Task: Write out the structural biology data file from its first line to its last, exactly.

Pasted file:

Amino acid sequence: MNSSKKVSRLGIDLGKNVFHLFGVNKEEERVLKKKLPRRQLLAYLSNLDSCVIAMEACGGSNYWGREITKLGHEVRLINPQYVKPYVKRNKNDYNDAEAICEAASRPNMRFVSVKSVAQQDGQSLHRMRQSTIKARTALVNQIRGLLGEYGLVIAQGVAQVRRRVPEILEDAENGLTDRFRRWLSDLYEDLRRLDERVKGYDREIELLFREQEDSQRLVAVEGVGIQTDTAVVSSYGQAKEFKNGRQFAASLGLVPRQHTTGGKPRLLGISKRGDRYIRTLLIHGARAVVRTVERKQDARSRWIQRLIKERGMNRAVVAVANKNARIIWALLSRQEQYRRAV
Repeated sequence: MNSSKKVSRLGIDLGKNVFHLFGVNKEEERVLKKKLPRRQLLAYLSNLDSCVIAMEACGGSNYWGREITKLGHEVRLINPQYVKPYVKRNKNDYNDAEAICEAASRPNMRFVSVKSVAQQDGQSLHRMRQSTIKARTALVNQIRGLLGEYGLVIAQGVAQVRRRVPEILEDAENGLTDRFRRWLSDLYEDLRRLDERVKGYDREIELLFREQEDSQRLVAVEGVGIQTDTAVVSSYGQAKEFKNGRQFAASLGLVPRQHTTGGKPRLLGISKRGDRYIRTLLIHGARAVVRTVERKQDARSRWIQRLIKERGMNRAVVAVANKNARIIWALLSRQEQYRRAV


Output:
Amino acid sequence: MNSSKKVSRLGIDLGKNVFHLFGVNKEEERVLKKKLPRRQLLAYLSNLDSCVIAMEACGGSNYWGREITKLGHEVRLINPQYVKPYVKRNKNDYNDAEAICEAASRPNMRFVSVKSVAQQDGQSLHRMRQSTIKARTALVNQIRGLLGEYGLVIAQGVAQVRRRVPEILEDAENGLTDRFRRWLSDLYEDLRRLDERVKGYDREIELLFREQEDSQRLVAVEGVGIQTDTAVVSSYGQAKEFKNGRQFAASLGLVPRQHTTGGKPRLLGISKRGDRYIRTLLIHGARAVVRTVERKQDARSRWIQRLIKERGMNRAVVAVANKNARIIWALLSRQEQYRRAV
Repeated sequence: MNSSKKVSRLGIDLGKNVFHLFGVNKEEERVLKKKLPRRQLLAYLSNLDSCVIAMEACGGSNYWGREITKLGHEVRLINPQYVKPYVKRNKNDYNDAEAICEAASRPNMRFVSVKSVAQQDGQSLHRMRQSTIKARTALVNQIRGLLGEYGLVIAQGVAQVRRRVPEILEDAENGLTDRFRRWLSDLYEDLRRLDERVKGYDREIELLFREQEDSQRLVAVEGVGIQTDTAVVSSYGQAKEFKNGRQFAASLGLVPRQHTTGGKPRLLGISKRGDRYIRTLLIHGARAVVRTVERKQDARSRWIQRLIKERGMNRAVVAVANKNARIIWALLSRQEQYRRAV